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Jodi Thomas' Ransom Canyon

Jodi Thomas has written page-turners for decades. Now her work is poised to gain a new audience on Netflix.

Over the course of her long and storied career as a novelist, Amarillo resident Jodi Thomas has earned countless accolades. She’s published more than 60 novels, with millions of books in print, and has been a New York Times bestseller. She was the 11th writer to be inducted into the Romance Writers of America Hall of Fame. Now, Jodi’s career is about to reach another milestone: Her novel Ransom Canyon is being adapted as a 10-episode Netflix series starring Josh Duhamel (Transformers) and Minka Kelly (Friday Night Lights).

With the series about to launch her work further into the cultural conversation, Brick & Elm asked Canyon native Jonathan Baker—a publishing professional who has worked with authors ranging from Richard Powers to Neil deGrasse Tyson—to interview Jodi, his aunt, to learn the secret behind her continued success .

Jonathan Baker: I’m so excited to talk to you about this! This Netflix movie represents the culmination of a very long and successful career. How have your books changed over the past 40 years?

Jodi Thomas: I don’t know if they’ve changed that much. To me, it has always been about telling the story of connection. Sometimes that connection is a romantic one, but other times I focus on the connections in a family, or in a small town. I’ve always thought that the most interesting stories come from examining those connections and seeing how people play off each other. I think my readers enjoy seeing my characters interact with one another. It doesn’t need to be more complicated than that. 

JB: All of your books, as far as I know, have been set in West Texas. What is it about this land and these people that has provided so much material for so many books?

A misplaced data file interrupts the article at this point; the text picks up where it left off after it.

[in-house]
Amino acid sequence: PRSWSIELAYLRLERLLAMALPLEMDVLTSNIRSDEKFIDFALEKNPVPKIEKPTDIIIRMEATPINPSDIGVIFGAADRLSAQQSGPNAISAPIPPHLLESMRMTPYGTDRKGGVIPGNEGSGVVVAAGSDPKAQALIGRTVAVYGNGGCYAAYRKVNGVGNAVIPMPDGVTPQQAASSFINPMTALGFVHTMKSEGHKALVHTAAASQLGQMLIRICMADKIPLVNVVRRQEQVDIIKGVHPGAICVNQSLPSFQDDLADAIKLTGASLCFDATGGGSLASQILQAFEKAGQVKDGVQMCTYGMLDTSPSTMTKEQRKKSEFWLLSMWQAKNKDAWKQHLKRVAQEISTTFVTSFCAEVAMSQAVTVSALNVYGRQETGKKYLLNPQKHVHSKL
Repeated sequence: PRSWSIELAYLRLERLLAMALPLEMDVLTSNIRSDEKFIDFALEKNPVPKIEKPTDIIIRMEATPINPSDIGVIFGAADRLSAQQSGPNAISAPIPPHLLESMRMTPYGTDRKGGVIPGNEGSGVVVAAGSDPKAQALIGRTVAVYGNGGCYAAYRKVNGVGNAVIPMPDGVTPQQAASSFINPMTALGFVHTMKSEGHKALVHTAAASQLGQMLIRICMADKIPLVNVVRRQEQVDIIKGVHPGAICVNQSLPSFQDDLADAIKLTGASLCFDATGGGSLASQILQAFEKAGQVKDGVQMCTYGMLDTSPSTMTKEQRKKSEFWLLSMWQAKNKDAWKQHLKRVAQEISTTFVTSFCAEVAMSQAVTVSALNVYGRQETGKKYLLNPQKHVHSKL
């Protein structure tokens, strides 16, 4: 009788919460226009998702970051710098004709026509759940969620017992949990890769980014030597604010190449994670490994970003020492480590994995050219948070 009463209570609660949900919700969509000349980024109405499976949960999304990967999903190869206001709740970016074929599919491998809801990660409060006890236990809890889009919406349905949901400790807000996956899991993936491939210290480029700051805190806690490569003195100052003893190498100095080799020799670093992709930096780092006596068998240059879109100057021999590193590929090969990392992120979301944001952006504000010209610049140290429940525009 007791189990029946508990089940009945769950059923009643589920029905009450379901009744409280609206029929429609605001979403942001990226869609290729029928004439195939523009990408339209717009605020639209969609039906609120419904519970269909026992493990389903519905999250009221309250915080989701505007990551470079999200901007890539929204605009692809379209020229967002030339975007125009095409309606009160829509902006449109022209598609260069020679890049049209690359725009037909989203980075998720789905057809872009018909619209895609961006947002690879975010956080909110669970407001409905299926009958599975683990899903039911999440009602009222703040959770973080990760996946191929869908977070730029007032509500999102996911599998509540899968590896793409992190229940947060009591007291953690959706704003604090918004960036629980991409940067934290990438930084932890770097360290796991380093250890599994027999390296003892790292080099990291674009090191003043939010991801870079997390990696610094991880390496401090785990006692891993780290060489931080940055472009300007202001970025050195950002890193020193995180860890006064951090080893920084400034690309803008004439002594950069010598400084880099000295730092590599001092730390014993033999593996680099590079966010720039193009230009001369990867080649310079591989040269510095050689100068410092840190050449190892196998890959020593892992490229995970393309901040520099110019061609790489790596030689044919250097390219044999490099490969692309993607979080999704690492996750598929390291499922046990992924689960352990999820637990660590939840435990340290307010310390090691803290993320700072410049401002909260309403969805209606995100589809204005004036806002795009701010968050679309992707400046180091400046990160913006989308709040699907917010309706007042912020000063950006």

JT: I think people all over the world enjoy reading about Texas. It’s that spirit of independence and individualism, [and the] idea of a clear-cut right and wrong that can give a real pulse and power to a story. The people of Texas—and specifically West Texas—are raised with the idea that if a problem arises, you need to take care of it yourself. That was definitely true for my historical fiction. I enjoy writing about early Texas, and West Texas during that time was a wide open and often dangerous place. It was also a place full of possibilities. It’s fun to let my characters dream big in a place like that. 

JB: I remember, when I was a kid, you were a special ed and homemaking teacher at Amarillo High. What made you want to start writing books?

JT: I absolutely loved being a teacher. I made lifelong friends, and I cherished seeing the students grow and change. But I think I’ve always considered myself a writer first. It’s just that, back then, I was a writer who paid the bills by teaching. I’ve told stories for as long as I can remember. I struggled with dyslexia as a child, [so] reading and writing were difficult for me. I would memorize stories and tell them again and again to my little twin sisters and my friends. I remember loving seeing the power that the stories I created out of nothing could have on people around me. My sisters would ask me to retell stories night after night, so I’d have to remember the details exactly. They’d let me know if I messed up the smallest detail, so I worked hard to make the story exactly the same. They were really my first editors, if I think about it.